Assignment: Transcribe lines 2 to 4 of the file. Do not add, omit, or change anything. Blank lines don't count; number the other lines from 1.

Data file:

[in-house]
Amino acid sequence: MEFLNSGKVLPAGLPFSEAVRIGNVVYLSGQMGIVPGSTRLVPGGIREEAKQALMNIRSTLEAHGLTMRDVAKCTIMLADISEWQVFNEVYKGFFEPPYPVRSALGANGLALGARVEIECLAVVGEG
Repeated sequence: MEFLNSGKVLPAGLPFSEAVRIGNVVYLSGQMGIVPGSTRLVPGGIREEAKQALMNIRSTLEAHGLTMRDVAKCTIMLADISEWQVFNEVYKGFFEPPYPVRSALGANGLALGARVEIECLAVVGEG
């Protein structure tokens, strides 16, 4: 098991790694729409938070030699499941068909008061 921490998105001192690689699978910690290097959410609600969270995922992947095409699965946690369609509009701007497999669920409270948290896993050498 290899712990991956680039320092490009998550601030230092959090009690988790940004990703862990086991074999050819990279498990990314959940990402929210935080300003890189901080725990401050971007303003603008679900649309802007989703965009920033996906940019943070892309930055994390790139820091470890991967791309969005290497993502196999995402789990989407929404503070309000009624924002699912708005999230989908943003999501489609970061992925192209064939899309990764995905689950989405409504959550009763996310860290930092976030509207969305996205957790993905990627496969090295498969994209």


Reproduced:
Amino acid sequence: MEFLNSGKVLPAGLPFSEAVRIGNVVYLSGQMGIVPGSTRLVPGGIREEAKQALMNIRSTLEAHGLTMRDVAKCTIMLADISEWQVFNEVYKGFFEPPYPVRSALGANGLALGARVEIECLAVVGEG
Repeated sequence: MEFLNSGKVLPAGLPFSEAVRIGNVVYLSGQMGIVPGSTRLVPGGIREEAKQALMNIRSTLEAHGLTMRDVAKCTIMLADISEWQVFNEVYKGFFEPPYPVRSALGANGLALGARVEIECLAVVGEG
């Protein structure tokens, strides 16, 4: 098991790694729409938070030699499941068909008061 921490998105001192690689699978910690290097959410609600969270995922992947095409699965946690369609509009701007497999669920409270948290896993050498 290899712990991956680039320092490009998550601030230092959090009690988790940004990703862990086991074999050819990279498990990314959940990402929210935080300003890189901080725990401050971007303003603008679900649309802007989703965009920033996906940019943070892309930055994390790139820091470890991967791309969005290497993502196999995402789990989407929404503070309000009624924002699912708005999230989908943003999501489609970061992925192209064939899309990764995905689950989405409504959550009763996310860290930092976030509207969305996205957790993905990627496969090295498969994209």